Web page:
In evaluating the reasonableness of inventory searches under the Fourth Amendment, the Supreme Court "has consistently sustained police intrusions into automobiles impounded or otherwise in lawful police custody where the process is aimed at securing or protecting the car and its contents." South Dakota v. Opperman, 428 U.S. at p. 373. "A so-called inventory search is not an independent legal concept but rather an incidental administrative step following [impound]...." Illinois v. LaFayette, 462 U.S. 640, 644 (1983). The search should be carried out pursuant to standardized procedures, as this would "tend to ensure that the intrusion would be limited in scope to the extent necessary to carry out the caretaking function." South Dakota v. Opperman, 428 U.S. at 375. "The policy or practice governing inventory searches should be designed to produce an inventory. The individual police officer must not be allowed so much latitude that inventory searches are turned into a purposeful and general means of discovering evidence of crime." Florida v. Wells, 495 U.S. 1, 4 (1990). "[A]n inventory search is reasonable under the Fourth Amendment only if it is done in accordance with standard procedures that limit the discretion of the police." Id. at 8.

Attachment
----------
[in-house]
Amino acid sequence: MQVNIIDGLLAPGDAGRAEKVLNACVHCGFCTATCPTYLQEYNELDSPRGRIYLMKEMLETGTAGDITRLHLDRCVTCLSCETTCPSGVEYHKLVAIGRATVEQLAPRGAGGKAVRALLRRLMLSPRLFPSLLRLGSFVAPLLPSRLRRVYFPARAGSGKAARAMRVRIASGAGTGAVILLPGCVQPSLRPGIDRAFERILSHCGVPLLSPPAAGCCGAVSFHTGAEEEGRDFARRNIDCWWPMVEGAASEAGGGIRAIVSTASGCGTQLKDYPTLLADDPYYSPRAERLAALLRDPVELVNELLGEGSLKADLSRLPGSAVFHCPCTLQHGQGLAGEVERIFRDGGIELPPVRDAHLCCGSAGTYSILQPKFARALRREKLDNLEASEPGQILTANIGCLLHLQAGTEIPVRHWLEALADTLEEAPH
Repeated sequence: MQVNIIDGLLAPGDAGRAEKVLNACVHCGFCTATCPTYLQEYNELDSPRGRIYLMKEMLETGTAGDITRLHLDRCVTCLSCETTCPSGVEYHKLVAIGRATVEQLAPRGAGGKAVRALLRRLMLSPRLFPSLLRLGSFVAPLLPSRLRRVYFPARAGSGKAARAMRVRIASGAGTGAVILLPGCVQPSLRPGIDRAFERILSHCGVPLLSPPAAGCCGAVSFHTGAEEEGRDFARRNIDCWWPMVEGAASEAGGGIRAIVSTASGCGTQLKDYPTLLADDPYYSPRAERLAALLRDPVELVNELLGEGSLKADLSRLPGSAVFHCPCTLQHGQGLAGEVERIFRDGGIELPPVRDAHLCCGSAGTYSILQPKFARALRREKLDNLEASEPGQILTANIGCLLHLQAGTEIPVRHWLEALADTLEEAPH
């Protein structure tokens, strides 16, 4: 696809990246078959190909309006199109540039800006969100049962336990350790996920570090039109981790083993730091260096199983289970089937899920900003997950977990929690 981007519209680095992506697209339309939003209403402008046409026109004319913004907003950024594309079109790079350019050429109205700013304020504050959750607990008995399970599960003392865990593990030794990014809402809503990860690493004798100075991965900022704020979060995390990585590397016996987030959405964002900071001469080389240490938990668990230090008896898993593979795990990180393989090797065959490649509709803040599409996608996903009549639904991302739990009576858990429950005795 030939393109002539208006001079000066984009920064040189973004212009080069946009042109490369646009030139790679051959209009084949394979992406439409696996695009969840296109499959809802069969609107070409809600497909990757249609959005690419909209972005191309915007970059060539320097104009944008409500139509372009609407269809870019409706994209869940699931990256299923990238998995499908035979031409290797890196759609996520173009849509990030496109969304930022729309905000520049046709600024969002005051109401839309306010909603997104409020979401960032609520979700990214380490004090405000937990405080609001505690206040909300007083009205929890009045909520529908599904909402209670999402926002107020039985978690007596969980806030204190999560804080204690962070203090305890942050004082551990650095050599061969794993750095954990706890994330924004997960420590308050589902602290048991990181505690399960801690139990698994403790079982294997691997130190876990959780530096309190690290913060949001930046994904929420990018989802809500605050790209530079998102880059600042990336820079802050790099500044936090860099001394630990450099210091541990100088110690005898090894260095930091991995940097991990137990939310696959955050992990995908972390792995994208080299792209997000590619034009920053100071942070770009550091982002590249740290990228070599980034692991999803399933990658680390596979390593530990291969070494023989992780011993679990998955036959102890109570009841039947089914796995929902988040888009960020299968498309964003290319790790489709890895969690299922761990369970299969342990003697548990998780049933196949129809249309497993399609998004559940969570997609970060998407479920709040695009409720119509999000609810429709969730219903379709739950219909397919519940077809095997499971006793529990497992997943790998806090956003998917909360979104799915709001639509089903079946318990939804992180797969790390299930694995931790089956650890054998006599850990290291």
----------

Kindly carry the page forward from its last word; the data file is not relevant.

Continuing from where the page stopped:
Here, the court concludes that (1) the vehicle was to be properly towed and stored and (2) Officer Severy conducted a valid inventory search pursuant to Carlsbad Police Department Policy Manual Section 510.4. First, California courts have repeatedly held that §22651 provides police officers with the clear authority to impound or store vehicles. People v. Green, 46 Cal.App.4th 367 (1996). Second, the inventory search was conducted in compliance with Carlsbad Police Department Policy Manual Section 510.4. That policy provides: